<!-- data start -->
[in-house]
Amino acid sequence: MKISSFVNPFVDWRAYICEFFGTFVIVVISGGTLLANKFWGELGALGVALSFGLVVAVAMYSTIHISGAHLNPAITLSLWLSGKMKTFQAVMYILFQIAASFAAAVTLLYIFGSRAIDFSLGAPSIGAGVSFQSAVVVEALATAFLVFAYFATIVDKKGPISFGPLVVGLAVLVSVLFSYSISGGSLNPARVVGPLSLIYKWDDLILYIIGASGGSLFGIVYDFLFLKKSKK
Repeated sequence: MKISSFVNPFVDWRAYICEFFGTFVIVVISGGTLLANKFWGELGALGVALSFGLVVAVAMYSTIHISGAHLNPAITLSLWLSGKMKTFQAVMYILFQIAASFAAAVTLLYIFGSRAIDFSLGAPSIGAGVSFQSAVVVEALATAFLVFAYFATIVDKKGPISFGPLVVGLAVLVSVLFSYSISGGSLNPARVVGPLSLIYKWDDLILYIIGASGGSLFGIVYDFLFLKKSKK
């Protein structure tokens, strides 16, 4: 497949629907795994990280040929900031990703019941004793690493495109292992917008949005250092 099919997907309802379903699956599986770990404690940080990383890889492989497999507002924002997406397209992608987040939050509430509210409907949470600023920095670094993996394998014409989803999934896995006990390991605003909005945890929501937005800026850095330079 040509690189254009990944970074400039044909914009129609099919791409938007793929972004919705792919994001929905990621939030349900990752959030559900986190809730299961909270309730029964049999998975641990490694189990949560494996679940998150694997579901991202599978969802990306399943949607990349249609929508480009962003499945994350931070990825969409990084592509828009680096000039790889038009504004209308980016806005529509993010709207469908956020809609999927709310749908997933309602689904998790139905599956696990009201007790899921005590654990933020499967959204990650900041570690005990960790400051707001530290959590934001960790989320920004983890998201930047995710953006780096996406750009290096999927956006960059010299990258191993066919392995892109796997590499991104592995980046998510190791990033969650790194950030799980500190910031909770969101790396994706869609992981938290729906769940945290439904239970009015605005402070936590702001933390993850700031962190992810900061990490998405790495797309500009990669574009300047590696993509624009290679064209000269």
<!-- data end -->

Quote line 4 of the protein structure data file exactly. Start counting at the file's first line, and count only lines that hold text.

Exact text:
């Protein structure tokens, strides 16, 4: 497949629907795994990280040929900031990703019941004793690493495109292992917008949005250092 099919997907309802379903699956599986770990404690940080990383890889492989497999507002924002997406397209992608987040939050509430509210409907949470600023920095670094993996394998014409989803999934896995006990390991605003909005945890929501937005800026850095330079 040509690189254009990944970074400039044909914009129609099919791409938007793929972004919705792919994001929905990621939030349900990752959030559900986190809730299961909270309730029964049999998975641990490694189990949560494996679940998150694997579901991202599978969802990306399943949607990349249609929508480009962003499945994350931070990825969409990084592509828009680096000039790889038009504004209308980016806005529509993010709207469908956020809609999927709310749908997933309602689904998790139905599956696990009201007790899921005590654990933020499967959204990650900041570690005990960790400051707001530290959590934001960790989320920004983890998201930047995710953006780096996406750009290096999927956006960059010299990258191993066919392995892109796997590499991104592995980046998510190791990033969650790194950030799980500190910031909770969101790396994706869609992981938290729906769940945290439904239970009015605005402070936590702001933390993850700031962190992810900061990490998405790495797309500009990669574009300047590696993509624009290679064209000269």